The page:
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Jan 17, 2000

Supreme Court opens with optimism

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The faces may change from year to year with justices retiring or leaving and their replacements arriving from abroad or stepping up from the local ranks. New attorneys come to the Bar every few months, but the ceremony which opens the first session of the Supreme Court every year remains bound by tradition. This year, however, both those who preside over the court and those who defend and prosecute the cases seemed to feel that change is in the air. It won’t be easy to improve the sluggish flow of cases or build up eroded public confidence but with a new Chief Justice, a new D.P.P. and a new Attorney General who has carefully laid out his plans for reform, the optimism this morning was contagious. Janelle Chanona reports.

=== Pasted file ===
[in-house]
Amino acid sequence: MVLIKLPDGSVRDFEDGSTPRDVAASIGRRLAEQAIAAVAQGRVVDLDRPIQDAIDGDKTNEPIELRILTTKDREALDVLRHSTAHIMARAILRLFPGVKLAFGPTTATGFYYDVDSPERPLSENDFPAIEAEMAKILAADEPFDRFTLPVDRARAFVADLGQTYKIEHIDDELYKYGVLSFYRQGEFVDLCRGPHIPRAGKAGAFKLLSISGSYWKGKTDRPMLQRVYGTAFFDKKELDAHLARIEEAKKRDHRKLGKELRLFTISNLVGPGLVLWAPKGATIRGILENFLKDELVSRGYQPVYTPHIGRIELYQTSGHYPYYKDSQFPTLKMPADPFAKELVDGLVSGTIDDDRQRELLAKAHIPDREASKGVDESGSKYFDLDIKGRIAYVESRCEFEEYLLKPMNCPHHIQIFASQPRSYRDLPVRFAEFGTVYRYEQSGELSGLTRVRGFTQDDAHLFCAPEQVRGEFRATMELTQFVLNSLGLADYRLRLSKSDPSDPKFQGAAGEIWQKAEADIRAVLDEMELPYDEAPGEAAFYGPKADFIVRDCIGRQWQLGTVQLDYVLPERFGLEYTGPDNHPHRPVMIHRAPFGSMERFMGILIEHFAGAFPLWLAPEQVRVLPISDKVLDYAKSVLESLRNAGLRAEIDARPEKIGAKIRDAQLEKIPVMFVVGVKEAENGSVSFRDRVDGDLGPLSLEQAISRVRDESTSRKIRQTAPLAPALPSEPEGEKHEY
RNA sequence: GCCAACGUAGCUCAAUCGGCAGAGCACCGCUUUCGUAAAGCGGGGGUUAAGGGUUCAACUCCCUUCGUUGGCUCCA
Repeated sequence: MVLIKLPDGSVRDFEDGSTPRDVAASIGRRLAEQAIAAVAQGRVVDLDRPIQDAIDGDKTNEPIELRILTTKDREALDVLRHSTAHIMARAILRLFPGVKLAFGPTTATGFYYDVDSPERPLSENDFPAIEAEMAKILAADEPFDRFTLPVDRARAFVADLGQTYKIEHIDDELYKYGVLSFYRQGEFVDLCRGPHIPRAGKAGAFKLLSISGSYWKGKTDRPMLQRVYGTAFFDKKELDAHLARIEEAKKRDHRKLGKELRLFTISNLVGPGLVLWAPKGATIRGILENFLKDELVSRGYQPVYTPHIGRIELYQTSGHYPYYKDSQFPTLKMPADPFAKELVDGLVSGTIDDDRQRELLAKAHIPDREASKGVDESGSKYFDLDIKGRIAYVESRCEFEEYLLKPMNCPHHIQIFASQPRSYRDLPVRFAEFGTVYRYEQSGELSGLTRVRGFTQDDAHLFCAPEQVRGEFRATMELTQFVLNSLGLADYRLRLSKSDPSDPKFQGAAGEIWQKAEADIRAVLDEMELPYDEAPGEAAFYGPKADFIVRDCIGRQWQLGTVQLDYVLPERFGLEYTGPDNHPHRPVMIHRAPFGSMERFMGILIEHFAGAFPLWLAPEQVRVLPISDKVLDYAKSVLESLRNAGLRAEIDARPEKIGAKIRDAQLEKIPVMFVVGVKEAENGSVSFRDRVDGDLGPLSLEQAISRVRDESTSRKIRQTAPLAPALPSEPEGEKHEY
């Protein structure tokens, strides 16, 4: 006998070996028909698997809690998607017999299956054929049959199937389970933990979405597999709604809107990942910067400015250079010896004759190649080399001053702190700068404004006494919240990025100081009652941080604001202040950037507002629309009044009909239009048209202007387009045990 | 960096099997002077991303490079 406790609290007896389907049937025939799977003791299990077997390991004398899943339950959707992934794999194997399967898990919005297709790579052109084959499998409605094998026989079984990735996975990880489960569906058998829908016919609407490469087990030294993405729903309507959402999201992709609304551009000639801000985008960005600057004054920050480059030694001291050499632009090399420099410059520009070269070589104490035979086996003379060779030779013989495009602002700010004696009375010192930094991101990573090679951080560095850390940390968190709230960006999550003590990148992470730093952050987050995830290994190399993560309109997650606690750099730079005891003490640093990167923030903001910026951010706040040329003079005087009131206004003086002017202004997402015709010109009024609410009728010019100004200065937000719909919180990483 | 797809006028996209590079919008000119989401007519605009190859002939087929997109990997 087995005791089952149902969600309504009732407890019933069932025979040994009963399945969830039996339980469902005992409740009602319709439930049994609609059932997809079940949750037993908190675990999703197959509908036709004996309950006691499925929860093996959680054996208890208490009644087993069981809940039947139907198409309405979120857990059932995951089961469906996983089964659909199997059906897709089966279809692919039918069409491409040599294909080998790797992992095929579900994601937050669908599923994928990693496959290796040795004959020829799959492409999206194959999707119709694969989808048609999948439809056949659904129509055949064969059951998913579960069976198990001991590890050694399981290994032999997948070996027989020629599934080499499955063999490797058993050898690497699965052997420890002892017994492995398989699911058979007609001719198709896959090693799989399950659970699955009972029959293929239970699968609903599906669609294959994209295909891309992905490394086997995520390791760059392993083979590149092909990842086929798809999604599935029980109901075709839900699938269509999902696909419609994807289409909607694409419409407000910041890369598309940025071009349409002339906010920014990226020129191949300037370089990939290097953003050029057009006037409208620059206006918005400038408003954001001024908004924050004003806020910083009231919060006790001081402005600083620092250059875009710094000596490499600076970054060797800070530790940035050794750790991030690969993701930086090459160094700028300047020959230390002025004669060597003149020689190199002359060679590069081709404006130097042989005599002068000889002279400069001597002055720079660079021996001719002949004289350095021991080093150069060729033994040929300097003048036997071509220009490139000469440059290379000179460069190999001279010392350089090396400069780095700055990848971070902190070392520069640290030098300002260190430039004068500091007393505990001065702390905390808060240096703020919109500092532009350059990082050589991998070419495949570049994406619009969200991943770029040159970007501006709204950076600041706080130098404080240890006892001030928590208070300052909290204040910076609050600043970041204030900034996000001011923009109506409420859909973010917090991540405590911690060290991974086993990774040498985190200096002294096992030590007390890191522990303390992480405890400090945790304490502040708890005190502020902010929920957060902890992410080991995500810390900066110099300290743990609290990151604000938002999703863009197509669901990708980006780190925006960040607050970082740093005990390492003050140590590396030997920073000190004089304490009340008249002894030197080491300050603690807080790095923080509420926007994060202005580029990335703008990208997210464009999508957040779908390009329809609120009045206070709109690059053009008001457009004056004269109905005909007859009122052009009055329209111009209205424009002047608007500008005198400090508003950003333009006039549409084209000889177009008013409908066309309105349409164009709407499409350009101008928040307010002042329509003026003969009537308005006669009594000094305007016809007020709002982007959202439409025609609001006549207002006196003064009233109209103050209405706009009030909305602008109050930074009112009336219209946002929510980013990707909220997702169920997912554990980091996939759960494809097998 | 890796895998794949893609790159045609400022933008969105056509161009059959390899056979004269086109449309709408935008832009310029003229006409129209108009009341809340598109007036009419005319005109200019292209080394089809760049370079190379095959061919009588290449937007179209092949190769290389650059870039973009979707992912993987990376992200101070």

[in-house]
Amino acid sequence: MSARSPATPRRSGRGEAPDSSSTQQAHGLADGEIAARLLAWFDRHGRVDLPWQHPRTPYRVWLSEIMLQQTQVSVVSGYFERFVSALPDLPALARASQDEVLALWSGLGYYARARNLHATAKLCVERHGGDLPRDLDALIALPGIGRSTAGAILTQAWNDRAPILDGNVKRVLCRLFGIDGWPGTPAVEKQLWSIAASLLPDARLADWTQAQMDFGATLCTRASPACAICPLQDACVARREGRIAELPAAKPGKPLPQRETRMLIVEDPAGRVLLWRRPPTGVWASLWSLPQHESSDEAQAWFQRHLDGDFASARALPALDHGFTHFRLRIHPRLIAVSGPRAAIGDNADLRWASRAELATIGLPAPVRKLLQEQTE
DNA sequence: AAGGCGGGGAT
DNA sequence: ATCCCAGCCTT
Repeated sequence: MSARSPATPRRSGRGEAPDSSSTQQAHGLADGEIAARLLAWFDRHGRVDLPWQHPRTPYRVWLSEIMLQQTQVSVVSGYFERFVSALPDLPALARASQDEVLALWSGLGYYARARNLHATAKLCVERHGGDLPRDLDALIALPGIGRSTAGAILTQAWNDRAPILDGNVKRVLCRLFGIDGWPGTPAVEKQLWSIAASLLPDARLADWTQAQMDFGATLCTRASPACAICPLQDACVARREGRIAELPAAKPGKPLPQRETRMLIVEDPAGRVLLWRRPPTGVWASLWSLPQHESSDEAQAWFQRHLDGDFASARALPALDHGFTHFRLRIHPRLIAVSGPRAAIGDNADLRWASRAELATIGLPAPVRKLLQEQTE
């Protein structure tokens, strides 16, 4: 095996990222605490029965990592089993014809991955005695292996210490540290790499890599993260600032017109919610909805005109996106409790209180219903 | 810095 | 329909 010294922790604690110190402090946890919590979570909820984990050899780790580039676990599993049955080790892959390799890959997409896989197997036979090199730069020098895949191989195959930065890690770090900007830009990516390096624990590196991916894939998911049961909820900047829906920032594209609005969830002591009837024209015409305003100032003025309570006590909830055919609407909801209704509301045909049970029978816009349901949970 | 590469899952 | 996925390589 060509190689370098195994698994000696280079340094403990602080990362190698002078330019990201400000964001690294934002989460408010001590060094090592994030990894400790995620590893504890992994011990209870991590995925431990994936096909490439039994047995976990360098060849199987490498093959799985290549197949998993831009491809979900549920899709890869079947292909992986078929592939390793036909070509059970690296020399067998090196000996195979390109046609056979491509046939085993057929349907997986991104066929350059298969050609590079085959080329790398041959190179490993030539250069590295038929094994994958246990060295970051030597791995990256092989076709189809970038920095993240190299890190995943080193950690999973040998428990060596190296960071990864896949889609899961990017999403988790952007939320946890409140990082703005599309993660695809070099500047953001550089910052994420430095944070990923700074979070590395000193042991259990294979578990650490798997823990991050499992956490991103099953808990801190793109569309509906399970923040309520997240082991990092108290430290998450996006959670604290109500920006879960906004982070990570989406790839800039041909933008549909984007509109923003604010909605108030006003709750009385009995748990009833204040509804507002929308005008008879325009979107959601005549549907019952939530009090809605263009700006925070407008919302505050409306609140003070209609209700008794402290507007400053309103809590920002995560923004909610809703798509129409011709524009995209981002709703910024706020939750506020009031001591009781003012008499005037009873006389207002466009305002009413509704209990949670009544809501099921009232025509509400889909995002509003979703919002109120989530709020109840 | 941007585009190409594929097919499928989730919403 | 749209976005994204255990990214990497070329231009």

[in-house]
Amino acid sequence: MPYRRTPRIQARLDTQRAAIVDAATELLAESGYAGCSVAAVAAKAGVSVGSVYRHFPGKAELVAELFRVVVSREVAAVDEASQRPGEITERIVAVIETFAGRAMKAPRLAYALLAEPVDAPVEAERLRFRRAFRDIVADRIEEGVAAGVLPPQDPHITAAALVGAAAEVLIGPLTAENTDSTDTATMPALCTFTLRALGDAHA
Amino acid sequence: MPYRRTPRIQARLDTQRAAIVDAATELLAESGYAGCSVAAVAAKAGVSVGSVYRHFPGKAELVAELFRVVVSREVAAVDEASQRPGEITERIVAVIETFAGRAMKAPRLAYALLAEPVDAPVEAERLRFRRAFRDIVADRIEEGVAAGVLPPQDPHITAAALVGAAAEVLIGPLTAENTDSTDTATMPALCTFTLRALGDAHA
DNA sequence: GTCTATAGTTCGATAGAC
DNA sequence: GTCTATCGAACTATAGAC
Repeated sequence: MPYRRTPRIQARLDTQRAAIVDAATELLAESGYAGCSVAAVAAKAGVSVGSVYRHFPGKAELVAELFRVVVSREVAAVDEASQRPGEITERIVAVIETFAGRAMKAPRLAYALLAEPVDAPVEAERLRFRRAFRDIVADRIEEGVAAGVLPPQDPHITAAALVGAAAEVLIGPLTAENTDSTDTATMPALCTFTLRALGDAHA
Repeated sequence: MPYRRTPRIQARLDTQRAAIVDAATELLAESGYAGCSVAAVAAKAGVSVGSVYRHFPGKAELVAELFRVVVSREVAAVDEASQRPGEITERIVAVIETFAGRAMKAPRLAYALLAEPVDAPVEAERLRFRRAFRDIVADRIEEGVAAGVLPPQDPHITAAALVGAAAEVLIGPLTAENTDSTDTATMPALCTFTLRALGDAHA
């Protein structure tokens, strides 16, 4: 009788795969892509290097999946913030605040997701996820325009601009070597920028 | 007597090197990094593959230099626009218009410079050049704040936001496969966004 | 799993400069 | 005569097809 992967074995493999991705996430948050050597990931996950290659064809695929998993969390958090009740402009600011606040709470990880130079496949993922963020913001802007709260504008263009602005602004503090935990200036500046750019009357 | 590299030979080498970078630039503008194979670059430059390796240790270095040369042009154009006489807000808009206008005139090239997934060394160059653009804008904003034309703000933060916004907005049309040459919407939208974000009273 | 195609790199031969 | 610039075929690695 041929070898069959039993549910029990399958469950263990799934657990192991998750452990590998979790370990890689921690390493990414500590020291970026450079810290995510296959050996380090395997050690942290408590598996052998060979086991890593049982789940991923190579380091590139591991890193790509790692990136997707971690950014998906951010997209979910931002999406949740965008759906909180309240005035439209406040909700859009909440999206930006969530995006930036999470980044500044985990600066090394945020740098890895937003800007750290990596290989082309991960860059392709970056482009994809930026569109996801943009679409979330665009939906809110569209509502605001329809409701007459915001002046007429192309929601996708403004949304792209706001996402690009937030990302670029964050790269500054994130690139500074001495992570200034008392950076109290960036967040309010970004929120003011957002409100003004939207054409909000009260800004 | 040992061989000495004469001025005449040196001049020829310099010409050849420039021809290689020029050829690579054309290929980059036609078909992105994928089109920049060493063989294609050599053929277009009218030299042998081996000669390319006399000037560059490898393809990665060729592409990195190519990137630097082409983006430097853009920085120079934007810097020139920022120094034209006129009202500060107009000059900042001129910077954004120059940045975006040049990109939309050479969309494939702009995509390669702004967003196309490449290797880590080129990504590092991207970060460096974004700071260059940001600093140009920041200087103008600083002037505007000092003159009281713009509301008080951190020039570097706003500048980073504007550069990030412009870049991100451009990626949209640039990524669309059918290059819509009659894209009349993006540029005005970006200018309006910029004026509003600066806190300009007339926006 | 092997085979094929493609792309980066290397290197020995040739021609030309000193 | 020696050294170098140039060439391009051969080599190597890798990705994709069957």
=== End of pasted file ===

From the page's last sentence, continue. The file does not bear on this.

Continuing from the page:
It was ceremony of tradition in full color today as the Supreme Court had it’s official opening for the year 2000. Presiding over the ceremony was the new Chief Justice, Dr. Abdulai Osman Conteh. A man with an impressive background that includes numerous degrees and several ministerial positions in his native Sierra Leone, Conteh says Belize already feels like home. Although recently arrived Conteh is aware of the public perception that the quality of Belizean justice is not all it should be. Conteh promises that under his reign, the scales of justice will be balanced.

Dr. Abdulai Osman Conteh, Chief Justice of Belize